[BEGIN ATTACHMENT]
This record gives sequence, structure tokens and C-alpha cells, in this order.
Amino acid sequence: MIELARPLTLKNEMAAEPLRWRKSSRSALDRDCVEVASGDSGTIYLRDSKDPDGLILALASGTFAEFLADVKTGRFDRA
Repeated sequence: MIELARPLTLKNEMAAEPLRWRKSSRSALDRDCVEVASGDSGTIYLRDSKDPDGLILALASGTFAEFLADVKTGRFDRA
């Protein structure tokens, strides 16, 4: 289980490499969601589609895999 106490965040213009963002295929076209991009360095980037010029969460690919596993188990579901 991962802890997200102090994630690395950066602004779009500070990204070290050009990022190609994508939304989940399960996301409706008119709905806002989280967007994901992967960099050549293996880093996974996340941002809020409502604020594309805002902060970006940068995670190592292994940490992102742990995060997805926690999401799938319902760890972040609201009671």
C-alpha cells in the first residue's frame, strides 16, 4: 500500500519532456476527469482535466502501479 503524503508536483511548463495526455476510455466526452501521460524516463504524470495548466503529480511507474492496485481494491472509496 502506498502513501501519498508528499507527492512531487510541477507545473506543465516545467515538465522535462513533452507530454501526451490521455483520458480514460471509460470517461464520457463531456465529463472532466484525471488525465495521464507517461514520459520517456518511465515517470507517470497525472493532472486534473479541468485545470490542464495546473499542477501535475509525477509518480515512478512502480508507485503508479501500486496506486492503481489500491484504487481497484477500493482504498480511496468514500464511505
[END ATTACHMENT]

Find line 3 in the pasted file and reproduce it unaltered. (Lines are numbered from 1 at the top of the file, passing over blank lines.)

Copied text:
Repeated sequence: MIELARPLTLKNEMAAEPLRWRKSSRSALDRDCVEVASGDSGTIYLRDSKDPDGLILALASGTFAEFLADVKTGRFDRA